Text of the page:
Zürich Airport

Zürich Airport
Flughafen Zürich
Airport type Public
Owner Flughafen Zürich AG
Serves Zürich, Switzerland
Location Kloten, Rümlang, Oberglatt, Winkel and Opfikon[1]
Hub for
Focus city for
Elevation AMSL 1,416 ft / 432 m
Coordinates 47°27′53″N 008°32′57″E / 47.46472°N 8.54917°E / 47.46472; 8.54917Coordinates: 47°27′53″N 008°32′57″E / 47.46472°N 8.54917°E / 47.46472; 8.54917
Website zurich-airport.com

Location of airport in Switzerland

Direction Length Surface
ft m
10/28 8,202 2,500 Concrete
14/32 10,827 3,300 Concrete
16/34 12,139 3,700 Concrete
Statistics (2015)
Passengers 26.281.228[2]
Passengers change 14–15 Increase3.2%
Aircraft movements 265.095[3]
Movements change 14–15 Increase0.02%

Zürich Airport (German: Flughafen Zürich, IATA: ZRH, ICAO: LSZH), also known as Kloten Airport, is the largest international airport of Switzerland and the principal hub of Swiss International Air Lines. It serves Zürich, Switzerland's largest city, and, with its surface transport links, much of the rest of the country. The airport is located 13 kilometres (8 mi) north of central Zürich, in the municipalities of Kloten, Rümlang, Oberglatt, Winkel and Opfikon, all of which are within the canton of Zürich.[1][4]


Early years

A Swissair Douglas DC-8 at Zürich Airport in 1965
A Swissair Boeing 747-300 at Zürich Airport in 1993

The first flight abroad from Switzerland was on July 21, 1921. In the early years of aviation, the Dübendorf Air Base, located some 8 km (5.0 mi) to the south-east of Zürich Airport, also served as the city's commercial airfield. The need for a dedicated commercial facility led to the search for a location at which to build a replacement airport.[5] Switzerland's federal parliament decided in 1945 that Zürich was to be the site of a major airport, and sold 655 hectares (1,620 acres) of the Kloten-Bülach Artillery Garrison (German: Artillerie-Waffenplatz Kloten-Bülach) to the Canton of Zürich, giving the canton control of the new airfield. Construction of the airport began the following year.[6][7]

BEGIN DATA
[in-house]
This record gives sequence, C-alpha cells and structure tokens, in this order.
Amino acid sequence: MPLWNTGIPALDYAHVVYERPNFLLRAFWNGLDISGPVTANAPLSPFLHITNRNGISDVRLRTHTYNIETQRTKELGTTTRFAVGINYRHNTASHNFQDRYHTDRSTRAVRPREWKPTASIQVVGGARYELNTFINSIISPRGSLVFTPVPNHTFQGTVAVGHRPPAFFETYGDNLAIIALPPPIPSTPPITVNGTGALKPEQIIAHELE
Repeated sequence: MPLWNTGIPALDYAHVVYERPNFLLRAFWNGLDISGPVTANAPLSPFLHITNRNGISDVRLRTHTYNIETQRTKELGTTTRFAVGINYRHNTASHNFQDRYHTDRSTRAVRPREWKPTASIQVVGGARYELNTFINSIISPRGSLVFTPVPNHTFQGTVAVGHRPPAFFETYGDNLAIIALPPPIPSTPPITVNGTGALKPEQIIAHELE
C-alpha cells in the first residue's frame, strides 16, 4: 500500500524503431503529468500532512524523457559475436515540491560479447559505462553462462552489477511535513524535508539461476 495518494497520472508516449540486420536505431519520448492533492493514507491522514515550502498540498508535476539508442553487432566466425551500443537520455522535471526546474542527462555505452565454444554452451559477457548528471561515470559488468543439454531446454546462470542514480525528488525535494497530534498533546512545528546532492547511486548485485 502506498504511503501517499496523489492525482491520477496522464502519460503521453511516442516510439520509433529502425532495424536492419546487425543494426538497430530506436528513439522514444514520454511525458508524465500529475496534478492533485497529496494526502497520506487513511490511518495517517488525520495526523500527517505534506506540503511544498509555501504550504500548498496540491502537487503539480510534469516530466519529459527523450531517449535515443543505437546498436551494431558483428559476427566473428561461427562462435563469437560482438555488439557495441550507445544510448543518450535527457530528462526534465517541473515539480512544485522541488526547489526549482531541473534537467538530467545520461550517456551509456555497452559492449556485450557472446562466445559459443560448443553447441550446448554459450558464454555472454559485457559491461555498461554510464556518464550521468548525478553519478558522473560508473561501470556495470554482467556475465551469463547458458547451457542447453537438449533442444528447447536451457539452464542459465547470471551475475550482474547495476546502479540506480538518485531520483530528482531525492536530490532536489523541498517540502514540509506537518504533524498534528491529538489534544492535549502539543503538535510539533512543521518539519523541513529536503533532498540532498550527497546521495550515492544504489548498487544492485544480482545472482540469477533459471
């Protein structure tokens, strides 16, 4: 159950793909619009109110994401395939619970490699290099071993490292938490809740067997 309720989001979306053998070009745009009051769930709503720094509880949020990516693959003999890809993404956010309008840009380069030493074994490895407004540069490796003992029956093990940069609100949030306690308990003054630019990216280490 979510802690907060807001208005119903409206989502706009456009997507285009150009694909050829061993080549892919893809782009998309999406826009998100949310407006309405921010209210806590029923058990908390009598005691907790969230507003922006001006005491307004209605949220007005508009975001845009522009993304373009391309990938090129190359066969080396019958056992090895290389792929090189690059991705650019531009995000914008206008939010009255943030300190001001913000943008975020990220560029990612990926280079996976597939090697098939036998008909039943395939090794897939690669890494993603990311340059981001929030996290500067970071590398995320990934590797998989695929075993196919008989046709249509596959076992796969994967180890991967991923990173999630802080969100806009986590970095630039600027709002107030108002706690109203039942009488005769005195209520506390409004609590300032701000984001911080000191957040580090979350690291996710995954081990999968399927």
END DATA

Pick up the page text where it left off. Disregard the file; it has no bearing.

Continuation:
Initial plans for the airport, as laid out in the Federal government's scheme of 1945, were centered on facilities capable of handling international airline traffic. Aircraft of up to 80 tons were envisaged. The primary runway was to be designed for use in all weathers and at night, with a 400-meter-wide hard surface running to 3000 meters in length. Additional 100-meter areas were to be provided on the shoulders for lateral protection in case of runway excursions. Additional domestic runways, between 1000 and 1400 meters in length, were also to be built.[5]

The first flights from the west runway were not until 1948. The new terminal opened in 1953 with a large air show that ran for three days. In 1947 the airport handled 133,638 passengers on 12,766 airline flights; in 1952, 372,832 passengers on 24,728 airline flights. The first expansion of the airport was submitted in 1956; the budget for the expansion was approved by the Swiss Government in 1958, and the expansion was completed in 1961.[6][8]

On 18 February 1969 an El Al aircraft was attacked, whilst being prepared for takeoff, by four armed members of the Popular Front for the Liberation of Palestine. The attack was repulsed by the aircraft's security guard, resulting in the death of one of the terrorists, whilst the Boeing 720's co-pilot subsequently died of his injuries.[9]

On 18 January 1971 an inbound Balkan Bulgarian Airlines Il-18D approached Zürich Airport in fog below the glideslope. It crashed and burst into flames, 0.7 kilometres (0.43 mi) north of the airport, when both left wingtip and landing gear contacted the ground. Seven crew members and 38 passengers were killed.[10]